Like those before him and after, he taught to make a steady income. Wanting to teach jazz and improvisation to his students, he looked for materials that mirrored his own free- formed musical upbringing. What he found was material that did not encompass the freedom and creativity that he was accustomed to. So, he wrote his own music for his young students. Giving his songs catchy titles like Jessica’s Blues and Dustin’s Da Man, JazzKids® was born with the goal of teaching young students how to improvise.
Willie has written almost a dozen books on teaching improvisation to young students. In addition, he has presented JazzKids at conferences around the U.S. and workshops in the United Kingdom. Soon, the attention at these conferences caught the attention of some very big names in the publishing industry. MelBay, a company best known for its guitar method, published Willie’s first collection of JazzKids songs. Soon, Alfred Publishing, perhaps one of the biggest names in printed educational music, signed Willie to create music for them.
Willie has not stopped there. We all know that old adage, “Those that can’t, teach.” Once again this mold has been broken in Willie’s case. While perfecting the JazzKids method in the 90’s, Willie was also busy performing and writing. In 2002 he met bassist and Berklee professor John Funkhouser. This meeting of the musical minds proved to be quite fruitful. Adding to the dynamic relationship that already existed between Willie and drummer Mike Connors, bringing Funkhouser aboard created a truly special musical group.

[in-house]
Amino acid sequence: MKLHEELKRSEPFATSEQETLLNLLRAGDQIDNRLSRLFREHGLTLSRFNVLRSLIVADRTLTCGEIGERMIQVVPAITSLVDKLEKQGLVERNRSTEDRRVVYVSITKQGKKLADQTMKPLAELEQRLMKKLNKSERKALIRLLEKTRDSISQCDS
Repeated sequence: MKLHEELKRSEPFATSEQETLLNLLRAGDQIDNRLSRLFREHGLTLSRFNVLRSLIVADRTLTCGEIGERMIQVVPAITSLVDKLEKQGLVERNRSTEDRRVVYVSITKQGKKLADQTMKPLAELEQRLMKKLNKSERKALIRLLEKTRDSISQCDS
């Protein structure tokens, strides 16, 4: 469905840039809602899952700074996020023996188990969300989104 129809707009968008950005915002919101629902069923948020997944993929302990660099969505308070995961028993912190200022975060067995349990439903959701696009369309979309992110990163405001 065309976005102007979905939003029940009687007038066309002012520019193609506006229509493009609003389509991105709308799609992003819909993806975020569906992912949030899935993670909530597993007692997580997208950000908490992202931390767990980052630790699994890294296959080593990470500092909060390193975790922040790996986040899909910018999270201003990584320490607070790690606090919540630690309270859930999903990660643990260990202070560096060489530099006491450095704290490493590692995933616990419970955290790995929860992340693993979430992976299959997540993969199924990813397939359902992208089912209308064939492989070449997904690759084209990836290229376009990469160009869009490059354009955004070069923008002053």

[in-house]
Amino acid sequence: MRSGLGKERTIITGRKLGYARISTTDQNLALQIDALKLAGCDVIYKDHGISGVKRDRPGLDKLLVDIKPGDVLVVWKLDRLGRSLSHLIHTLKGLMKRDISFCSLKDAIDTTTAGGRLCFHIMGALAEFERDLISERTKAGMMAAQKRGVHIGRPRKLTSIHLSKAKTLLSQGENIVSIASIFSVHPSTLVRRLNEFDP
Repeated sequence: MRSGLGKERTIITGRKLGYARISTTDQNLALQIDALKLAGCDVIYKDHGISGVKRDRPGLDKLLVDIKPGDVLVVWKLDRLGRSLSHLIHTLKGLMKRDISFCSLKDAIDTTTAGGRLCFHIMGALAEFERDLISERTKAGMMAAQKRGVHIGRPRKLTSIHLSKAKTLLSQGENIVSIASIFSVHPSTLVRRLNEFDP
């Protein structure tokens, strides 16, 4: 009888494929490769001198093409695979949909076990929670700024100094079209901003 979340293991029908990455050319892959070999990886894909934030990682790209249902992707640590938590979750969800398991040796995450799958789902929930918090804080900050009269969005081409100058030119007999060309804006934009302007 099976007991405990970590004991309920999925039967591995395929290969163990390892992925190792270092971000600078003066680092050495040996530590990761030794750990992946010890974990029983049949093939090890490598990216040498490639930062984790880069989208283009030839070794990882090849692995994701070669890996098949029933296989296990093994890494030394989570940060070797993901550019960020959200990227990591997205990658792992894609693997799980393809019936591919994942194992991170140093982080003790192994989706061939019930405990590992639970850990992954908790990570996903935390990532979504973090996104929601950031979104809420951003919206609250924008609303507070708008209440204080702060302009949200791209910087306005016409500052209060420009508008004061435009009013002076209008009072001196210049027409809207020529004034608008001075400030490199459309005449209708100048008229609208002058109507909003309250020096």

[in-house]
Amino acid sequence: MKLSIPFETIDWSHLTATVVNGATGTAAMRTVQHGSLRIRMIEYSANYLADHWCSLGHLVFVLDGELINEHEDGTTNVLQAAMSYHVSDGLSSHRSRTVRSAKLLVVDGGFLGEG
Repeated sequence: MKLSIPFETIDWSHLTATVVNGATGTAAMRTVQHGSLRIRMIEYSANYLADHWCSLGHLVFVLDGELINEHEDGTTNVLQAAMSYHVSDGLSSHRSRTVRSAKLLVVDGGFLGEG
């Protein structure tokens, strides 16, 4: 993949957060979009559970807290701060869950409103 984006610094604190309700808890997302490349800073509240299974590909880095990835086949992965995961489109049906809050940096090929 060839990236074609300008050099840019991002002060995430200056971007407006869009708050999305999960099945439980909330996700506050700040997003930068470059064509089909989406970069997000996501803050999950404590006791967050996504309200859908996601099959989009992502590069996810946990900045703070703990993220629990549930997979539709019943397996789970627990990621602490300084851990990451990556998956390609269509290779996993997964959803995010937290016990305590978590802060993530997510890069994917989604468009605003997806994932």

In 2004, combining his love of hiking and jazz, Willie formed the group Katahdin’s Edge with Connors and Funkhouser. Their 2004 release, Step Away on Myette’s own Incline Records label, garnered stellar reviews by the media. C. Michael Bailey from allaboutjazz.com wrote “This is a superb piece of avant- garde jazz that should satisfy fans from everyone from Harry Connick to Medski, Martin and Wood.”
Now was the time to hit the road. In September of ’04, the trio began their first North West tour. Willie remembers, “It was exciting to be bringing our music to the opposite end of the country. But, it was also scary not knowing how it would be received.” Well, their performance at MusicFestNW in Portland proved that this group had something to say and people were ready to listen. After launching into the funky groove of the CD title track Step Away, and displaying their “no holds barred” approach to jazz, the group was asked to double their set for the excited crowd.
After the tour, the group focused on radio play and future bookings. Katahdin’s Edge was added to the playlists of over 90 radio stations nationwide. This is an impressive feat for any independent record. With fans likening the group to the Bad Plus and E.S.T. Myette focused on creating new material for their next tour. In April, the band performed at the Triple Door in Seattle, a hot spot for some of the biggest names in jazz.
The future holds bright for Myette and Katahdin’s Edge. Their new album is being picked up by a record label and is due out January of 2006.
“Hiking a mountain is difficult,” says Willie. “You have to watch where you put your feet. Otherwise, you might have a really bad day. Music is like this too. You need to promote your art, but always remain true to your calling.”
Myette proves that he can walk that line. The road less traveled can still lead to spectacular and unexpected results.
For tour schedules or to see Myette in action teaching JazzKids, visit www.jazzkids.com or www.jazzontheedge.com.
For high resolution/300 dpi jpegs, visit www.jazzontheedge.com/media.html